Thursday, May 6, 2021

Parshas Behar-Bechukosai 5781

 

 “RABBI’S MUSINGS (& AMUSINGS)”

Erev Shabbos Kodesh parshas Behar-Bechukosai – Chazak!

40th day of the Omer – Avos perek 5

Mevorchim Chodesh Sivan

25 Iyar 5781/May 7, 2021

 

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לרפואה שלימה נטע יצחק בן רחל

           

SIMCHAS TORAH II

 

            Seven months ago, our family enjoyed a beautiful Succos including an enjoyable Chol Hamoed. We went on a few outdoor activities with friends and family, and I was able to facilitate our community’s beautiful Chol Hamoed learning program. On Hoshana Rabba night I had the privilege to give a shiur via zoom from my succah. The following morning, I wasn’t feeling all that well, but nothing terrible. By afternoon, my symptoms worsened slightly, and we decided that it was best for me to test for covid.

            The nurse administered the test, sticking the suave through my nose and deep into my brain (or so it felt). A few minutes later she returned with the verdict – I had tested positive. When I told my wife, she told me that I was supposed to test negative. I must have missed that on the memo.

            As the last days of Yom Tov wore on, my symptoms increased, and I began to feel sicklier. Nevertheless, our quarantined family was able to enjoy family hakafos on Simchas Torah. It was quite a memorable experience. For each hakafah another one of our children donned my tallis and led the hakafah around the bimah - our dining room table. Our older children and I took turns holding our younger children on our shoulders, as the younger children excitedly waved their flags and carried the stuffed Torahs they had made in yeshiva. Plenty of candy and nosh was disseminated while we were dancing.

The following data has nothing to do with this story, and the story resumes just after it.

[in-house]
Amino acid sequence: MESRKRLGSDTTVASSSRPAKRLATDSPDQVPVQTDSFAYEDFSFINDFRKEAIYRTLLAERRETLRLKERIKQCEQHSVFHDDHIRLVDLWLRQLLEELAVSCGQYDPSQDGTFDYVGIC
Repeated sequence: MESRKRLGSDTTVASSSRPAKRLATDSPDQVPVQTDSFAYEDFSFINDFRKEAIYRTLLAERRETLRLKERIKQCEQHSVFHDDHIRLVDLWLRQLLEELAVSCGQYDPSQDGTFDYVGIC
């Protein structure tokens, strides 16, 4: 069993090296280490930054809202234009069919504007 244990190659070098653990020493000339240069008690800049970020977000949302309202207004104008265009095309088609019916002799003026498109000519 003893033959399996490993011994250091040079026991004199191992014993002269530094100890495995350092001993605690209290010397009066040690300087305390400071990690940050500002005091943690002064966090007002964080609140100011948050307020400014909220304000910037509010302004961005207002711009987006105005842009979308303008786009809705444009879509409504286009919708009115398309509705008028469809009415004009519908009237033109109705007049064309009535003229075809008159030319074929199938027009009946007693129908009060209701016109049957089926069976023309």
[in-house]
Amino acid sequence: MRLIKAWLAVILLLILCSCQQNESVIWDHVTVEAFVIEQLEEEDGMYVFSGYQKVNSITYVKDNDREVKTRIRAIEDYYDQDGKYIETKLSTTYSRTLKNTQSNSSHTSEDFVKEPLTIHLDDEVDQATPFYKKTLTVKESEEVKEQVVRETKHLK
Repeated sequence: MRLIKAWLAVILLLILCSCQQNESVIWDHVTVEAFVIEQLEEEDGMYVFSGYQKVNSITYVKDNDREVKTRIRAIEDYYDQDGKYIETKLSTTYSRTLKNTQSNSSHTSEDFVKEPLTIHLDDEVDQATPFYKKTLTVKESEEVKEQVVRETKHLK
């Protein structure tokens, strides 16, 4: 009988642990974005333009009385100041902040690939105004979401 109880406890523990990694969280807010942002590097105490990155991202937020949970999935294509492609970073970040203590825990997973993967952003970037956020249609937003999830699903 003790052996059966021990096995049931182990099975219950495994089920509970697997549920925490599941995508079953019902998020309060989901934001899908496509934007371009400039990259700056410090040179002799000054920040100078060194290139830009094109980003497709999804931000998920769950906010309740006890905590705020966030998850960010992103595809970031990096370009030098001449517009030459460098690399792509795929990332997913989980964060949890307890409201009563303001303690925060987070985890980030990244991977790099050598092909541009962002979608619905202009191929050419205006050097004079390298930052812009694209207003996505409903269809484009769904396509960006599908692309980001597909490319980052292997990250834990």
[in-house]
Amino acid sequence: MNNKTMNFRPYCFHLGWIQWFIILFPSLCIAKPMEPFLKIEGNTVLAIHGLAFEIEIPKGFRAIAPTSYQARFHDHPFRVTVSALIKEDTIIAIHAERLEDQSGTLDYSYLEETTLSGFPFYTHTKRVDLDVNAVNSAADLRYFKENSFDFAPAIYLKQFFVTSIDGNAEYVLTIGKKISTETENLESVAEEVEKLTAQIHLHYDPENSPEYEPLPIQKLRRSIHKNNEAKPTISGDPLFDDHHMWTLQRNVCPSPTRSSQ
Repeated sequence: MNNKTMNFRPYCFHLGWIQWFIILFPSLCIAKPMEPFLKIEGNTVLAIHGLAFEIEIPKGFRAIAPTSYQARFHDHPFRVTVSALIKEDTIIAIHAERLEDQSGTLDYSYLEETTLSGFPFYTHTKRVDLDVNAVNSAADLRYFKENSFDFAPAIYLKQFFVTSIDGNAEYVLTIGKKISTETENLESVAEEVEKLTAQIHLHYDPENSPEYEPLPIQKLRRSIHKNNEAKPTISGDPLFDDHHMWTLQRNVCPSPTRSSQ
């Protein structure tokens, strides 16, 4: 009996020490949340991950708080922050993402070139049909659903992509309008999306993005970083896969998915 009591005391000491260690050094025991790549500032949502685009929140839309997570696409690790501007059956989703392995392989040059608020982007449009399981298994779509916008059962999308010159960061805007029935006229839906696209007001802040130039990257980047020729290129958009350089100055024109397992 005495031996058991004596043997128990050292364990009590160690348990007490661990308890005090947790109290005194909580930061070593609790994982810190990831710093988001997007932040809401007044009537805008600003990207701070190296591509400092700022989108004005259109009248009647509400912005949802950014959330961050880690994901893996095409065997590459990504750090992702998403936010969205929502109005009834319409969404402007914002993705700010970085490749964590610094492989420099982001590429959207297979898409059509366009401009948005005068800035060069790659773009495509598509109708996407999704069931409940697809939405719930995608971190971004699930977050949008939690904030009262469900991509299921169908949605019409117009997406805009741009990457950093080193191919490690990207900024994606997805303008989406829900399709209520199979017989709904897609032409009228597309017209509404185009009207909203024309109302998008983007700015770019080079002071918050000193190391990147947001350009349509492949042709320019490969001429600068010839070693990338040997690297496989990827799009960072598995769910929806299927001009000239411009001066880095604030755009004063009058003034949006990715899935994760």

In addition, some of our wonderful neighbors stopped by our home on Simchas Torah after they finished davening and hakafos in shul. They sang and danced on our lawn as I stood at a distance singing along. It was a special gesture that helped us feel loved and appreciated.

            But there is no substitute for being there in person. It was far easier to be quarantined in our home the previous Pesach when everyone was quarantined, then it was to be quarantined on Simchas Torah when we knew the community was davening and celebrating Simchas Torah together.

            The same held true after Yom Tov ended and the world returned to work and yeshiva, while our family remained at home for the duration of the two-week quarantine.

            There is no replacement for Simchas Torah. The excitement that fills the air, the smiles and laughter of children and adults, the physical and spiritual energy generated while clutching and circling the Torah is unparalleled.

            When the quarantine ended, and our family was finally able to return to our regular routines the feeling of having missed out on Simchas Torah lingered.